Councilors will consider tiny home regulations for the city of South Portland, putting aside discussion on movable tiny homes and focusing on more permanent housing options for low-income individuals. Contributed

SOUTH PORTLAND — City officials are at an impasse as to whether to allow tiny homes in the city.

Tiny houses are typically smaller than 400 square feet, and are seen as a cheaper, more environmentally-friendly alternative to traditional dwellings. According to the Tiny House Listings website, prices range from $45,000 to $75,000, with options for renewable energy.

However, they’re not allowed under current city regulations, although the council is now mulling changes, including establishing a tiny house village for those who need more affordable housing opportunities.

“One of the things that had been talked about is the possibility to address homelessness,” City Manager Scott Morelli said in an interview Sept. 17. “It would help get permanent, affordable housing for families and they could avoid returning to homelessness.”

In addition to crafting zoning, Community Planner Justin Barker said the council needs to look at several policy options for movable and permanent locations, as there are no policies in place and permanent housing for tiny homes isn’t now allowed in South Portland.

City cuncilors agreed at a Sept. 10 meeting that tiny homes can contribute to a green economy. However, concerns centered around code standards for sewer and water lines.

“There’s a lack of clear definitions on what determines a tiny home,” Barker said. “But we should be focusing on utilities’ connection to public sewer or septic, which is critical to ensure safety of public health. Connection to public sewer requirements or fully working sewer system is in the works.”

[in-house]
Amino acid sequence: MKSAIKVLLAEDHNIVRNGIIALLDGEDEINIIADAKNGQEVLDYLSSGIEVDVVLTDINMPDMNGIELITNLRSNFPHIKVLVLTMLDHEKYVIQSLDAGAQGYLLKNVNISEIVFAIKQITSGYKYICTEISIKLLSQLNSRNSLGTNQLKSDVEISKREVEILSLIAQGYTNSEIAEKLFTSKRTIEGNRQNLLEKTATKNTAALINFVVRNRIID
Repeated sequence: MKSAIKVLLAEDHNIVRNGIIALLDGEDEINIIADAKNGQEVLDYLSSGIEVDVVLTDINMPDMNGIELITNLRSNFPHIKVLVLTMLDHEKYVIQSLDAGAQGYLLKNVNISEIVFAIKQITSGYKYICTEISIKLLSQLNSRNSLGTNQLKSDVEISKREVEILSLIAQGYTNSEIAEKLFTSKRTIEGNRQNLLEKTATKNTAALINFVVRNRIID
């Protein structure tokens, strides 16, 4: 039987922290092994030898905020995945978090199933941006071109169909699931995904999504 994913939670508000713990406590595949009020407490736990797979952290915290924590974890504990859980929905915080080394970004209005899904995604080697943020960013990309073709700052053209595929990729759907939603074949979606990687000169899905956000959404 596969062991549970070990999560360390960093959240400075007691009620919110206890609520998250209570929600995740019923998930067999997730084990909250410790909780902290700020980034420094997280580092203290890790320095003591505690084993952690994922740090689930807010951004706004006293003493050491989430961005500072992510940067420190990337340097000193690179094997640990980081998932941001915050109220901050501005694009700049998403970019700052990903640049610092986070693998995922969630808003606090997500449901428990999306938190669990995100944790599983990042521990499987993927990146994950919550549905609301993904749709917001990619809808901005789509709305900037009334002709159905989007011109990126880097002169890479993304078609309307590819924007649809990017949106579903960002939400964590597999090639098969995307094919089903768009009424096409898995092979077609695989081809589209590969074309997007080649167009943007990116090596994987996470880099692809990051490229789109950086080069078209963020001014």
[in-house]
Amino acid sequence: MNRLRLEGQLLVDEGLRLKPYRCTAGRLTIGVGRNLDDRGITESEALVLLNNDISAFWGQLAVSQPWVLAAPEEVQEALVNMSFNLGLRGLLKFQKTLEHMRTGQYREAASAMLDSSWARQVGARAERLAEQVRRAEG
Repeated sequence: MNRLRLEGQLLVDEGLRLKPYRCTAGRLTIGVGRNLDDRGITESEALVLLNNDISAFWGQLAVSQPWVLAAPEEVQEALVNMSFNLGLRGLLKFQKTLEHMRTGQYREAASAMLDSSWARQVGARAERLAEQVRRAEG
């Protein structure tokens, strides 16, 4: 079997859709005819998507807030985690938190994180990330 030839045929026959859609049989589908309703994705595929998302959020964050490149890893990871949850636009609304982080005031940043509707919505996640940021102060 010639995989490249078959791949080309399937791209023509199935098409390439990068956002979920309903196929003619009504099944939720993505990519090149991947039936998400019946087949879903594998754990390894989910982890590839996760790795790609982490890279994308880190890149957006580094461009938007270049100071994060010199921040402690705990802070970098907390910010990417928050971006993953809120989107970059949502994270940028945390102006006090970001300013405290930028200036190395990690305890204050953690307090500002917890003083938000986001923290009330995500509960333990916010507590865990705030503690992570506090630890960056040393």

According to a staff workshop summary from 2018, councilors said they prefer holding tanks to composting toilets, but more input should be included from planning, fire officials and water resource protection as regulations continue to be crafted.

Planning and Development Director Tex Hauser also suggested in 2018 that tiny homes could be allowed in the city as an experiment without implementing long-term zoning changes, but no direct action was taken.

Alan Plummer, who lives in Chelsea, spoke Sept. 10 about his experience as a tiny homeowner. He said some tiny homes on wheels are mobile, and are an affordable option that provides flexibility, temporary housing, rental income or a vacation home. It also allows for simple living, accommodating people who are seeking to downsize as they age.

“Five years ago I lost a significant job and found myself in a troubled spot with three children. I sold my house, helped my kids with college and built myself a tiny house,” he said. “I live simply and affordably and it gives me opportunities I didn’t have with my other job … You need to take perspective and look at what people other than you might have for a need.”

Councilors have tabled further discussion until a later, undetermined date.

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